Converting a function that works in eager mode to its Graph representation requires to think about the Graph even though we are working in eager mode.

So now, what we have to do in order to go on with the analysis of `tf.function`? There are 3 options:

1. Declare `f` as a function that accepts an input parameter: the parameter can be a `tf.Variable` or any other input type.
2. Create a function that inherits the Python variable from the parent scope, and check in the function body if it has already been declared (`if b != None`).
3. Wrap everything inside a class. The `__call__` method is the function we want to execute and the variable is declared as a private attribute (`self._b`). The same declaration check of point 2 has to be performed. In practice, this is the Object Oriented solution that is functionally equivalent to the one suggested in point 2.

In order to understand if there are differences among these methods, all of them are going to be analyzed.

# Handling states breaking the function scope

Points 2 and 3 described above have the same behavior, but the Object Oriented solution is way better from the software engineering point of view. Just compare these two implementations:

The ugly solution with global variables (highly discouraged):

Object Oriented solution (recommended):

The Object Oriented solution is superior: no global variables, the class `F` can always be instantiated and called without having to worry about the global `b` variable that every other function sees.

So far so good, we solved the problem of functions that create states by breaking the scope. In fact, once executed the previous script returns the same values of the eager execution.

From this the second lesson:

When defining a function you want to accelerate converting it to its graph representation, you have to define its body thinking about the Graph is being built. There is no 1:1 match between eager execution and the graph built by `@tf.function`; thanks to AutoGraph there is no need to worry about the order of the operation execution, but special attention is required when definition function with objects that can create a state (`tf.Variable`).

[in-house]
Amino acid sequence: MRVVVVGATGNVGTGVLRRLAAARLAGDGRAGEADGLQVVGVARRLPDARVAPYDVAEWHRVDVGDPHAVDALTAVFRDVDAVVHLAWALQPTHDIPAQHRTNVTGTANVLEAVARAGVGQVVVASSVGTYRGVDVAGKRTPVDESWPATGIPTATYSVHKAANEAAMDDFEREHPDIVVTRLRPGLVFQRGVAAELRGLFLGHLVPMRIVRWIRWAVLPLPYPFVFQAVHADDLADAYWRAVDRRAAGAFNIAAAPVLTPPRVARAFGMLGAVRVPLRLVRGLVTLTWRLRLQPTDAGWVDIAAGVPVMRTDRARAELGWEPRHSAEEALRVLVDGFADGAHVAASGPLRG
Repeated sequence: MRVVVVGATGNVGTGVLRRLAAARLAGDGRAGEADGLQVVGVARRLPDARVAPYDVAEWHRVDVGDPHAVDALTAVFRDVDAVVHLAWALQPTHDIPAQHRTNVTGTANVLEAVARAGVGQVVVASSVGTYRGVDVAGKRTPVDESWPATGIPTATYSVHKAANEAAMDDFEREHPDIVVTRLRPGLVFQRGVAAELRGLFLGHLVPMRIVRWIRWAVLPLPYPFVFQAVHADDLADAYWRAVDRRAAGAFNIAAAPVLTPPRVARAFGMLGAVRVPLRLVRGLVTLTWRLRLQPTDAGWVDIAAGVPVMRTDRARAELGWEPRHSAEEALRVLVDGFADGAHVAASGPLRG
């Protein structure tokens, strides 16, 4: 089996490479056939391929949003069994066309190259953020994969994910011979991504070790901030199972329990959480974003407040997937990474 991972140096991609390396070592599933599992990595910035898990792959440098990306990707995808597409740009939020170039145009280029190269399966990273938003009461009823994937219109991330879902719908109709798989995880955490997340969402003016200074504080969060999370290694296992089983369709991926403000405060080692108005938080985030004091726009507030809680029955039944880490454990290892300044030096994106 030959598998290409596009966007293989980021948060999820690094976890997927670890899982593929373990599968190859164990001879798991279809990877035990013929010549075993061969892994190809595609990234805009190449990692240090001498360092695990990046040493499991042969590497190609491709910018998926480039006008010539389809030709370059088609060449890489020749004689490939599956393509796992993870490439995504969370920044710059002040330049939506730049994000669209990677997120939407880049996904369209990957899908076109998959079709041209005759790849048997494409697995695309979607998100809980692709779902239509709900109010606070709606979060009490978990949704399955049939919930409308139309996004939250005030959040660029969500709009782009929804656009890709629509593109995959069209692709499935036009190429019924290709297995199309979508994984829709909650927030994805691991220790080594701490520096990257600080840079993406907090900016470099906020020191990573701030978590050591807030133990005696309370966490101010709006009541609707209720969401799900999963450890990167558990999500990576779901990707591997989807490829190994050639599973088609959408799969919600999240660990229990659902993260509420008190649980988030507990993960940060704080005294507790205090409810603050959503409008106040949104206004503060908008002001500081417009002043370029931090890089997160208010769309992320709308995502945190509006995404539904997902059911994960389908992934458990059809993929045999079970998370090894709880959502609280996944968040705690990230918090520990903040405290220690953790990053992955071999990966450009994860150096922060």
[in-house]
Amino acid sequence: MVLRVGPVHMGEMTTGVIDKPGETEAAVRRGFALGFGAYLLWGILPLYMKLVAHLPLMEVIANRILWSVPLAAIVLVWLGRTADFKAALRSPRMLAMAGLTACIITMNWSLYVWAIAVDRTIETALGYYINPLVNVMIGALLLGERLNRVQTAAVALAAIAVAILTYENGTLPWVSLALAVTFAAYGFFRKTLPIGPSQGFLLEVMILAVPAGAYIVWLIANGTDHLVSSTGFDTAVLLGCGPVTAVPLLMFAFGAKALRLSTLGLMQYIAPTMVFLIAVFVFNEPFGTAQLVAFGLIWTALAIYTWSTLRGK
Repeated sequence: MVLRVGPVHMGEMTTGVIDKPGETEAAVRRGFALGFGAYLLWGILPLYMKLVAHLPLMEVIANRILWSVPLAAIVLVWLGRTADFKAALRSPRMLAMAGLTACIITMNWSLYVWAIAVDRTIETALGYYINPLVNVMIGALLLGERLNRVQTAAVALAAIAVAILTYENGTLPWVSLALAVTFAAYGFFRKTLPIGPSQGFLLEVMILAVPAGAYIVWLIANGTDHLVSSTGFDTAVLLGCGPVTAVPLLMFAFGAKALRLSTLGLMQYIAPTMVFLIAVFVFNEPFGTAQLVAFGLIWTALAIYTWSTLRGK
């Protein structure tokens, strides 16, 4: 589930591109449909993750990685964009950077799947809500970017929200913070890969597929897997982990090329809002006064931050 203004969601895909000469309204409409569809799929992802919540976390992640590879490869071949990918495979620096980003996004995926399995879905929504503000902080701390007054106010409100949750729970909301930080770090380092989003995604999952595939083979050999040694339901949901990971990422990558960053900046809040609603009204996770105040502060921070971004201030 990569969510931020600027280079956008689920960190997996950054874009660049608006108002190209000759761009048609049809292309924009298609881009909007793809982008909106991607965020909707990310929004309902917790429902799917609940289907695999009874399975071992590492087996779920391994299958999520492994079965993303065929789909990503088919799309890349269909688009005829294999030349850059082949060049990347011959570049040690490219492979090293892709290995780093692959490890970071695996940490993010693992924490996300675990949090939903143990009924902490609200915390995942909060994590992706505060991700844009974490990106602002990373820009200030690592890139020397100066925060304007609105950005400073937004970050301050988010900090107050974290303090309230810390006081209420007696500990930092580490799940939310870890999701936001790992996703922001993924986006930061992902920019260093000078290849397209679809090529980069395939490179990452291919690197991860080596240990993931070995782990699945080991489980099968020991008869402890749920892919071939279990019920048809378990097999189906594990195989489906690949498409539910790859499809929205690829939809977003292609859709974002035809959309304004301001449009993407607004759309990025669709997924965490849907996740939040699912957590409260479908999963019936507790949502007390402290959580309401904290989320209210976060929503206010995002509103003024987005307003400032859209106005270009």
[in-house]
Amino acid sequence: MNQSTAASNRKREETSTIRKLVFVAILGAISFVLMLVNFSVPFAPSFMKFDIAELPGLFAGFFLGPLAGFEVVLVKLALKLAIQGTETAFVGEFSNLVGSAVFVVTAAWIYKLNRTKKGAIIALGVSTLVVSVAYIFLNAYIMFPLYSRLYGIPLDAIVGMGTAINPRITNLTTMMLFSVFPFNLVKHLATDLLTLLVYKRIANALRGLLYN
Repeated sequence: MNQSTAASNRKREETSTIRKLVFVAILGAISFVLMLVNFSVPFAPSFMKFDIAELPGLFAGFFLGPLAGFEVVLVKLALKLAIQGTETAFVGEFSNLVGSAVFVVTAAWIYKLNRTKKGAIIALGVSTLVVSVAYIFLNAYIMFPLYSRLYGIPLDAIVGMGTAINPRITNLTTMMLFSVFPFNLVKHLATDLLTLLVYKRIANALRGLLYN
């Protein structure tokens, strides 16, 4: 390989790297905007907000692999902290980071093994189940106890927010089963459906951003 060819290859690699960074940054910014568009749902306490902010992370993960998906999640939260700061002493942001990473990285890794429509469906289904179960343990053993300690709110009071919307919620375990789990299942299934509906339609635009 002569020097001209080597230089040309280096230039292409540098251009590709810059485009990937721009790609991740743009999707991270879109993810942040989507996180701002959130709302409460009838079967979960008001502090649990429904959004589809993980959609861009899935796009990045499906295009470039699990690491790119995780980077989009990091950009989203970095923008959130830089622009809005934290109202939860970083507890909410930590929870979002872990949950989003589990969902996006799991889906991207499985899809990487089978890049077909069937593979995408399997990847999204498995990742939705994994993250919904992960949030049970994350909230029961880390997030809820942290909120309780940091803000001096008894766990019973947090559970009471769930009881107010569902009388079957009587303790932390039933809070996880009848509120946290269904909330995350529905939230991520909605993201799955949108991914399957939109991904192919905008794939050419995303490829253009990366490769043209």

Another option to solve the problem (that we discussed in point 1) is to move the variable outside the function body.

# Handling states using input parameters

We can refactor the `f` function making it accept `b` as an input parameter.

It should be pretty clear that `tf.function` do not allow to simply wrap a function that works in eager mode and accelerate it - it requires to think about how the conversion is performed, what happens when converting Python to graph operations, and take care of a lot of subtleties.

As in the previous section, the function produces the expected behavior. Moreover, being passed by reference the status (the variable value) can be updated from inside the graph accelerated function while being available from the outside. In fact, the following code produces 1,2,3, with the help of assign_add.

# Conclusions

This is the end of part 1. The article is divided into 2 parts because there are a lot of things to write about `tf.function` and its subtleties and a single article is going to be too long.

In part 1 we learned how to convert a 1.x code to its eager version, how to convert the eager version to its graph representation concluding with the problems to face when working with functions that create a state.

In the next part, we’ll study what happens when instead of a `tf.Variable` we pass a `tf.Tensor` or a Python value as input to a decorated function, together with the analysis of the `tf.function` behavior when the Python code is executed in the first function call: are we sure everything is going to be converted to the Graph representation we expect?

Stay tuned for part 2!

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CEO, & Founder of QARD Inc. Electronics & ML engineer, entrepreneur & a researcher, interested in AI, RL, Computer Vision, NLP, & Cognitive Architectures.

CEO, & Founder of QARD Inc. Electronics & ML engineer, entrepreneur & a researcher, interested in AI, RL, Computer Vision, NLP, & Cognitive Architectures.